Derrickson also retweeted the following from Twitter user @mangiotto: “If you go see a movie in a theater right now, you are selfishly prolonging this crisis while endangering yourself, your family, and every stranger who may occupy a space you’ve vacated anywhere you go once you’ve been infected. You don’t care about others. You suck.”
In fairness to Mr. Derrickson, Twitter is a cesspool of critical thinking and it’s almost always extremely out of context, due to the text limitation. Still, if we play devil’s advocate, it’s really hard to put a positive spin on his own words.
This hyperbole from someone who doesn’t have, know or seem to care about all the facts is ignorant, at best. Who does this guy think he is, anyway telling me, you or anybody else that wants to go see a movie that we’re “selfishly prolonging this crisis.” Where are his facts to support this hypothesis? Besides his directorial prowess, he must also have a minor in biochemistry, yes?
Here are some facts, Mr. Derrickson.
We have been working alongside people this whole time in public in essential jobs, just as susceptible — maybe more — to being infected. Thankfully, neither of us have caught the virus, but our feelings are if we can catch the virus while working, we can catch it going to the grocery store, out to dinner or going to a movie. You can wake up this morning, walk outside and be struck by lightning or hit by a car walking down the street. Your chance of being killed in an automobile accident just commuting to and from work is high.
Risks are everywhere and we can’t live 100% risk adverse.
If you don’t want to see a movie in a theater, then don’t go. That’s totally cool and we’ll never complain about your decision. If someone wants to disrespect and again, that word, attack moviegoers without knowing anything about them or their situation, then no, we don’t suck, that person sucks.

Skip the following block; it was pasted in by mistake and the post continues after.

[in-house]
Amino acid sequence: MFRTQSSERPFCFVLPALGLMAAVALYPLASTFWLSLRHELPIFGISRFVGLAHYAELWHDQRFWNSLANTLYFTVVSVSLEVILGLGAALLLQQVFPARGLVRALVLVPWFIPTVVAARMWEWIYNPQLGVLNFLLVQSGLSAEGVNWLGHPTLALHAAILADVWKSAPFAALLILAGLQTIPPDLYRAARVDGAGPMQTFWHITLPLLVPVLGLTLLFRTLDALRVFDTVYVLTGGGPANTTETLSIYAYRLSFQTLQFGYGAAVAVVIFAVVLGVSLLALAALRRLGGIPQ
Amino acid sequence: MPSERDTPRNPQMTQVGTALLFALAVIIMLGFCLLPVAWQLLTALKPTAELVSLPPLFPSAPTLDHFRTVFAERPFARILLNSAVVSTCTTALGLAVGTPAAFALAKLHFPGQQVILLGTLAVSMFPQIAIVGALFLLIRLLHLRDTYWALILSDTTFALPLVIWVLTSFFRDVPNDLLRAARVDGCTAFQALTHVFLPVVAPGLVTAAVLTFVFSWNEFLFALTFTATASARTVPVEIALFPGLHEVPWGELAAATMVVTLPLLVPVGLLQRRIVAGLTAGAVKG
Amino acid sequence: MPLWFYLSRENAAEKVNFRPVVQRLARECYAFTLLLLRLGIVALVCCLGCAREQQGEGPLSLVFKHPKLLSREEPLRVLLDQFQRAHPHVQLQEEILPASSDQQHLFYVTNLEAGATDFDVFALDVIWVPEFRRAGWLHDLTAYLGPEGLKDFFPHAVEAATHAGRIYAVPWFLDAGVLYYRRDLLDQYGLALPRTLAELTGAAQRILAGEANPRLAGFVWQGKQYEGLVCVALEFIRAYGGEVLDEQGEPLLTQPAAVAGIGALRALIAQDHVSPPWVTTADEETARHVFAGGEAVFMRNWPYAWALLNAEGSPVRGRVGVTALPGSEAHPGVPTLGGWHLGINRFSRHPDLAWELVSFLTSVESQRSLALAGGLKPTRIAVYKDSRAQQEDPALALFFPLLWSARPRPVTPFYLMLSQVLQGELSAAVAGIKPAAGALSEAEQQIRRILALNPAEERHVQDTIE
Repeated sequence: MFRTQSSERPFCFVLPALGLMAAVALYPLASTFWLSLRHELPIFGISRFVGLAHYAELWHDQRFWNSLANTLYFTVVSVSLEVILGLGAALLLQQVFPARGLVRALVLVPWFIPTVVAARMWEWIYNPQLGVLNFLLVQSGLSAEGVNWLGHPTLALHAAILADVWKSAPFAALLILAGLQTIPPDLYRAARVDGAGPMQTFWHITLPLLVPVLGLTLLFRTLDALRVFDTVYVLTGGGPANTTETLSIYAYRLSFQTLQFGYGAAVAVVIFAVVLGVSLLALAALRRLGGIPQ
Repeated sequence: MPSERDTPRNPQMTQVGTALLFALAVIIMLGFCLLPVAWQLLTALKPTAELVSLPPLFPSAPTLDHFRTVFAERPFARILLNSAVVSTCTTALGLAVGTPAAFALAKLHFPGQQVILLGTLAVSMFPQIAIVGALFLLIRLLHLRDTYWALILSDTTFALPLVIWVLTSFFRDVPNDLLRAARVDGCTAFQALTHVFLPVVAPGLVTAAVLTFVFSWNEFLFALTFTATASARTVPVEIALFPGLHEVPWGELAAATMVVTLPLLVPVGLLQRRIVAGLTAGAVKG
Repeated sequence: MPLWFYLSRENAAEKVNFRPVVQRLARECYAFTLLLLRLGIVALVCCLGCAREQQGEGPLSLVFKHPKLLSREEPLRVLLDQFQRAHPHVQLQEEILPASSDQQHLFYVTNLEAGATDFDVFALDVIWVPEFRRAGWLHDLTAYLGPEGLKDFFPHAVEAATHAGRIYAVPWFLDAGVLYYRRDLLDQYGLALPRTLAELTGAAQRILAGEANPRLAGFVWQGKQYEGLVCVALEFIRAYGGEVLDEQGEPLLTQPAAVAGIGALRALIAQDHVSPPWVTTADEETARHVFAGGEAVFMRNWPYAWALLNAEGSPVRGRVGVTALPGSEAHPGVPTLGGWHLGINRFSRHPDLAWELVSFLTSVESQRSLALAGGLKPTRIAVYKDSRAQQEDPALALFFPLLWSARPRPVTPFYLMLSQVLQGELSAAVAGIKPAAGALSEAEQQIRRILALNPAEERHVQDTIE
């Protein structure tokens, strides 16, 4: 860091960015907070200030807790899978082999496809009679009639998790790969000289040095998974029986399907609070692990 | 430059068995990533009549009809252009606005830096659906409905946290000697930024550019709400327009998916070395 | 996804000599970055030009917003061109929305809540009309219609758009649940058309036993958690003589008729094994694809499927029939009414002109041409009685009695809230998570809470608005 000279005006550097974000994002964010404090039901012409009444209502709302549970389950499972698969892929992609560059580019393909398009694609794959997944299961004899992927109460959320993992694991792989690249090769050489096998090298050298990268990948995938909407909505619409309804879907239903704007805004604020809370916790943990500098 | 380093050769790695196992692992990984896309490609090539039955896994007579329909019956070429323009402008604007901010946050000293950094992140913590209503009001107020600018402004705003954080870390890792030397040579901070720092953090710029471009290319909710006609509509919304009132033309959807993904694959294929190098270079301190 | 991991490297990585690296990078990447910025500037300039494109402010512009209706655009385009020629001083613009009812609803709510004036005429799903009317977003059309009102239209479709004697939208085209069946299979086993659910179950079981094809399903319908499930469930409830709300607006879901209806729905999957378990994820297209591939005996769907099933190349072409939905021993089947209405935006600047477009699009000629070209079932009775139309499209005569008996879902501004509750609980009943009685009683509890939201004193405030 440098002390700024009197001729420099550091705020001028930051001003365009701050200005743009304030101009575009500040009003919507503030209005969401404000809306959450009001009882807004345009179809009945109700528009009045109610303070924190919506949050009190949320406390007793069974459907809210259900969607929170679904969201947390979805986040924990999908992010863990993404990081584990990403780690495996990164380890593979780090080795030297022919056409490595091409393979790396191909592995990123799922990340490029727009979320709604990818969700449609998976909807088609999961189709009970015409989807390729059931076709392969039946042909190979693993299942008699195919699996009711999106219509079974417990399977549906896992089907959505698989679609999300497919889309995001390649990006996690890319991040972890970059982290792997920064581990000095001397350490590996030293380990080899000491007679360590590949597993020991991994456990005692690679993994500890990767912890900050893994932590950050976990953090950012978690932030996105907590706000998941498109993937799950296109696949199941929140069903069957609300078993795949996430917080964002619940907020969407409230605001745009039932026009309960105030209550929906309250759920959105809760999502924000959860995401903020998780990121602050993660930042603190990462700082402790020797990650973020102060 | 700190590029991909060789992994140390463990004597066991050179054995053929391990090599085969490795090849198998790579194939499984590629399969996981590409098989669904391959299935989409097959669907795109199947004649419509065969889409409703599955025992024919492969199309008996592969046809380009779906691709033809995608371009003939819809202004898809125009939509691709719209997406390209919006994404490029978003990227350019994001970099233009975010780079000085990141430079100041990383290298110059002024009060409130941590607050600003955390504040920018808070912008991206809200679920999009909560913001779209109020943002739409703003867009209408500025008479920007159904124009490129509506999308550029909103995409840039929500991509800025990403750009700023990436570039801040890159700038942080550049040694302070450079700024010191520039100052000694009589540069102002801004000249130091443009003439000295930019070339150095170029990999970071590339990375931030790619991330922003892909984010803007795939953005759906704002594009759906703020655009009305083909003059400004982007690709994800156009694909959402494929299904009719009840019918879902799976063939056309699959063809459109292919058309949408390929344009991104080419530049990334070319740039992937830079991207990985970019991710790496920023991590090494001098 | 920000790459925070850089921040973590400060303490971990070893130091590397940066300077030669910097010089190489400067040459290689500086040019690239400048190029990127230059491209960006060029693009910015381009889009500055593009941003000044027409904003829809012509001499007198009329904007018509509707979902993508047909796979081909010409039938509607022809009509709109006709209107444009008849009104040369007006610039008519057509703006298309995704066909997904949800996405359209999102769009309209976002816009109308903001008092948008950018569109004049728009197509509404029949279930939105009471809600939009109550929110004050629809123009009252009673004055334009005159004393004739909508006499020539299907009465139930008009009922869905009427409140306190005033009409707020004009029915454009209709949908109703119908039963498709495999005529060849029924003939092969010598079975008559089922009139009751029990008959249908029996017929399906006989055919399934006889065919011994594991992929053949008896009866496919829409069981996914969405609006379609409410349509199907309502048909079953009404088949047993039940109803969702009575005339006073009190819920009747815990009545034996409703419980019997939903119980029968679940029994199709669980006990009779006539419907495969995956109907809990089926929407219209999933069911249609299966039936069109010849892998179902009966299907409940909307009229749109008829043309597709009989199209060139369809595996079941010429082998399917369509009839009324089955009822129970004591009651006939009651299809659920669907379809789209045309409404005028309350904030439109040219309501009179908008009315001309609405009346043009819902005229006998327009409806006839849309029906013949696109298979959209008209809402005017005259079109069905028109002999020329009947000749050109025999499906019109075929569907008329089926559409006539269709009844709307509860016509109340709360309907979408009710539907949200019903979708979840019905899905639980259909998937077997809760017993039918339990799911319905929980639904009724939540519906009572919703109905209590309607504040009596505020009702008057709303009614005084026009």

Movie theaters are no less high risk than grocery stores or casinos and both of those are open, too. If you use Mr. Derrickson’s logic, everywhere you go outside interacting with other people you’re “prolonging” the crisis. I’m not saying throw COVID-19 parties to intentionally infect others (we’ve written about that insanity, see: COVID-19 Parties? Proof That Not All Human Life Is Intelligent).
Idiots are everywhere. Some, apparently, have directed Marvel movies.
I saw The New Mutants in IMAX Thursday (Kara wasn’t interested in seeing — and she was right) and we’re planning to see another movie tonight. Maybe — gasp — two! Probably catch at least one of the classic reissues in the theater over this weekend as well. We’re going to keep watching movies in theaters — until/unless they close again or we simply decide for whatever reason we don’t want to watch movies in theaters any more. It’s not likely to be because we believe our attendance is prolonging the crisis.
Does Mr. Derrickson’s — and probably some others agree – opinion that moviegoers are prolonging the crisis sit well with you? Do you agree or disagree? We’re open to discuss all viewpoints below.
AMC is pulling out the stops to get moviegoers back to their theaters when some are reopened next Thursday on August 20 in the United States.
Contrast this to Regal, that start reopening one day later Friday. Kara and I received email notification from Regal that we will both receive a free month of Regal Unlimited ($44+ tax value), with charging for the service to resume on/after September 21, 2020.
The 15 cents per movie deal at AMC isn’t as good as free, but it’s pretty close. Their similar program called A-List is available for $5 for the first month, but that only allows 3 movies per week. Regal doesn’t have a limit, except that you can only see the same movie once per day.
To think that in 1920 the ticket price to see movies was only 15 cents is an eye-opener for inflation considering the cost is more like $12 now.
The company, which was founded in Kansas City, Missouri, in 1920, is also offering discounts on concessions like popcorn for $5 through the end of October. “We are thrilled to once again open our doors to American moviegoers who are looking for an opportunity to get out of their houses and apartments and escape into the magic of the movies,” Adam Aron, AMC’s CEO, said in a statement on Thursday.